I think the final point I'd make is it is clear anybody who doesn't think the economy is a huge thing in politics, it is really hurting President Obama, we see it in his poll numbers, and it is bringing a populist anger to the Republican Primary that you're starting to see in activist events like this, which old Republican pragmatists like me wonder, are we going to nominate our own McGovern, or are we going to nominate somebody who can win a general election? And that's unclear.

MR. GREGORY: Jonathan Martin, let me get reaction about this Pawlenty news. I mean, everybody was saying last night, "Look, if he can't win here in the straw poll...

MR. JONATHAN MARTIN: Right.

MR. GREGORY: ...a non-binding vote, is he a viable candidate?" Boy, he answered that question fast. He's out.

MR. MARTIN: It was a pragmatic issue, David. The money simply wasn't there. He spent what he had in the days leading up to Ames. He was out of cash, he couldn't go forward. I think a few things have to happen here now for Romney to play in Iowa. The first thing was Pawlenty had to get out. He did. The next couple of things are, is Sarah Palin going to run? If she's here in Iowa and you've got Bachmann, Palin and Perry, that's going to make it awfully tempting for Romney to get in here because then he can come in, and with Pawlenty gone, be one of the few mainstream candidates to appeal to this sort of center right of the party here. And I think the third thing is, can Bachmann hold up? If Romney sees Bachmann holding up here over the next couple of months, Perry playing here strong, and Palin in this race, Iowa's going to be really tempting for Mitt.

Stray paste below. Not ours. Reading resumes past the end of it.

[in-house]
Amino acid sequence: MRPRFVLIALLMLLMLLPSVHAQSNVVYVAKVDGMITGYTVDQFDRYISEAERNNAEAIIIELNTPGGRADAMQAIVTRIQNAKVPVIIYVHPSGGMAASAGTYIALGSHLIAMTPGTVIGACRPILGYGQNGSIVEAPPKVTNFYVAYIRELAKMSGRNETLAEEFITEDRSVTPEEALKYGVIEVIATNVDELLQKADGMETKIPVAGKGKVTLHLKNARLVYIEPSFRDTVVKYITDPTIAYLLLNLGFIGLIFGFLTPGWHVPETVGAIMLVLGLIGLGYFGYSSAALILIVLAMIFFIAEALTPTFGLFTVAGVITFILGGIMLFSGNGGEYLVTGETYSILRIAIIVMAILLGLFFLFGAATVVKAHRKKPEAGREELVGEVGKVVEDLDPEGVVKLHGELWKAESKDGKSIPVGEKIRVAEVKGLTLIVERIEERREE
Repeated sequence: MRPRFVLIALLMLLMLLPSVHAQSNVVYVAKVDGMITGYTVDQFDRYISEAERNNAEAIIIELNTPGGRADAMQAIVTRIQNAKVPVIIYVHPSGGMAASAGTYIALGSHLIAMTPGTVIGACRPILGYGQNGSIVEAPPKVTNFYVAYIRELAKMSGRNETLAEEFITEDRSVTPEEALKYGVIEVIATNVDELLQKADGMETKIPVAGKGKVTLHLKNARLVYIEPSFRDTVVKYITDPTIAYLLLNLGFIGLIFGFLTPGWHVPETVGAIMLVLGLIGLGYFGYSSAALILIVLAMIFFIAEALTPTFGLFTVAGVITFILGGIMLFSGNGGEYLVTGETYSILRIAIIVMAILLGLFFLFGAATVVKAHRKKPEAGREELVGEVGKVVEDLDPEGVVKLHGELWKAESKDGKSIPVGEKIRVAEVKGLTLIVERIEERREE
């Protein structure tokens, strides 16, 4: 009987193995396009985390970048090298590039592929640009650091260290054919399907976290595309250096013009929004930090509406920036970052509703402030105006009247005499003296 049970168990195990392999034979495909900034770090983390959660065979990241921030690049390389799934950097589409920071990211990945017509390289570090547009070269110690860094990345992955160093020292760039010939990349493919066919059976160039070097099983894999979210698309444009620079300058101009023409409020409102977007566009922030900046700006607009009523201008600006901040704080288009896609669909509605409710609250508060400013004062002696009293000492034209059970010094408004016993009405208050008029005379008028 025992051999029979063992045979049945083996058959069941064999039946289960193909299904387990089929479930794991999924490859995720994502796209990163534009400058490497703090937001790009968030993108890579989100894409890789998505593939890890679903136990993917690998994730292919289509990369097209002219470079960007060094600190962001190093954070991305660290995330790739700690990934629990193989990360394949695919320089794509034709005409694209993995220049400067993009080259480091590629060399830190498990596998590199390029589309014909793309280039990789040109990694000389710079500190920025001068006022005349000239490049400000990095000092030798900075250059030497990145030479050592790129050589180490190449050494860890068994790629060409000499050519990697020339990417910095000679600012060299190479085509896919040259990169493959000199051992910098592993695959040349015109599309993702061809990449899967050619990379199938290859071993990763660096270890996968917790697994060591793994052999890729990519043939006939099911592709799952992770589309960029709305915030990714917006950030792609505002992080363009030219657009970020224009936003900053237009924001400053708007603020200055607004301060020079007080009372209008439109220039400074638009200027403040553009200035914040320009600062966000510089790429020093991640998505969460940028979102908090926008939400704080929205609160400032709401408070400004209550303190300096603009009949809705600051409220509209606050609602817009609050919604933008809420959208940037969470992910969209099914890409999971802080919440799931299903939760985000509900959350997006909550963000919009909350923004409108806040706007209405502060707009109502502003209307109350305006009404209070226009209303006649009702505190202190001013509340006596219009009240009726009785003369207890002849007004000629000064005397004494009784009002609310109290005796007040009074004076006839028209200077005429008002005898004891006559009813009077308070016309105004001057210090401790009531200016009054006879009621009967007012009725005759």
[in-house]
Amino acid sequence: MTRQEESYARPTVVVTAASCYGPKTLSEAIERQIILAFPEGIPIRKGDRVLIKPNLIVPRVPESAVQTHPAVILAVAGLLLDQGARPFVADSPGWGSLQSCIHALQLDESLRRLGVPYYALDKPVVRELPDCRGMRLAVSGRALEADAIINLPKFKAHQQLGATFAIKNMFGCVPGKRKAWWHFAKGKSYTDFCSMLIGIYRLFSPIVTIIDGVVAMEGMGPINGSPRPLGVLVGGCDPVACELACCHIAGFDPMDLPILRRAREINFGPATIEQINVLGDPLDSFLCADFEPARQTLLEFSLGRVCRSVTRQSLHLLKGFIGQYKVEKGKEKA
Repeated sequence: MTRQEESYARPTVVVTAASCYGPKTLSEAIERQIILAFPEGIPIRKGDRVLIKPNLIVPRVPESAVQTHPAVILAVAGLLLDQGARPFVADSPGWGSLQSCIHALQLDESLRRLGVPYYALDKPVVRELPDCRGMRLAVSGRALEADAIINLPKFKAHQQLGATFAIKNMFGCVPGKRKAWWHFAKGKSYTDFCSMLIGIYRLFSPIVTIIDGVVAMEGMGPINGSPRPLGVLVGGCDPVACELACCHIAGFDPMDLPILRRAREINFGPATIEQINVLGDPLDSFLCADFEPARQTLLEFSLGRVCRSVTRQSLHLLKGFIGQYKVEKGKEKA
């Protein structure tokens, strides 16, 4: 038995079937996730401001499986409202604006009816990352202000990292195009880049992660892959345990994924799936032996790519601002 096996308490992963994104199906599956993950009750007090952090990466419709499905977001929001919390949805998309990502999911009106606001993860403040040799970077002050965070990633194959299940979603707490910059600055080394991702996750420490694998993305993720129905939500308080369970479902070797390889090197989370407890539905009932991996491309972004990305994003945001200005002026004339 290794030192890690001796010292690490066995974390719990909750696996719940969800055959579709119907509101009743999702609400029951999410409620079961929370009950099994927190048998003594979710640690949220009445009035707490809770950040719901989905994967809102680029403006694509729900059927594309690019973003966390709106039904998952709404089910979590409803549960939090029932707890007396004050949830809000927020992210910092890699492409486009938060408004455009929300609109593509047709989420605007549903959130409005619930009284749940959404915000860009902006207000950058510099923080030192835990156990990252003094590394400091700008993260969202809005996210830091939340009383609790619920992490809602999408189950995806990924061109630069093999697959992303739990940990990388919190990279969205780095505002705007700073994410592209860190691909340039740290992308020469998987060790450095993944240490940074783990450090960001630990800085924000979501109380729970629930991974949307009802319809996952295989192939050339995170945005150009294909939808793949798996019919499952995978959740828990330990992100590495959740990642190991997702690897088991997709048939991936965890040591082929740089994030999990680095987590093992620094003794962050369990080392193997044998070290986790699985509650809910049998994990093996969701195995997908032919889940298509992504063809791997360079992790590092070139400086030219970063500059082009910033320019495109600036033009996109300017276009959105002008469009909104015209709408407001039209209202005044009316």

MR. MURPHY: But this is personal because, if one of them melts down, this is the problem for Mitt and he's in a two-way race with a Christian conservative here, either Bachmann or Perry...

MR. ROBINSON: (Unintelligible)

MR. MURPHY: ...then the front-runners...

MR. GREGORY: Can I just get--I want to get Gene in there with initial--also initial reaction to Congresswoman Bachmann here this morning.

MR. ROBINSON: Mm-hmm. Yeah. Yeah. You know, she is a really interesting candidate. She stays on message.

MR. GREGORY: Yeah.

MR. ROBINSON: She often doesn't answer your question. She gives the answer she's prepared to give. She has exceeded expectations. She has surprised a lot of people by getting this far. She is going to drive Perry and Romney crazy during this whole process.

MR. GREGORY: Mm-hmm.

MR. ROBINSON: And you don't cut her out. But, you know, back up for a second.

MR. GREGORY: Yeah, yeah.

MR. ROBINSON: Look at, look at this from the White House perspective. They just had a terrible week. They had a, they had a lousy couple, a lousy couple of weeks, in fact, with the economy going crazy and everything. And do they think have a tougher campaign ahead of them today after the straw poll than they did a couple of days ago? No, they don't.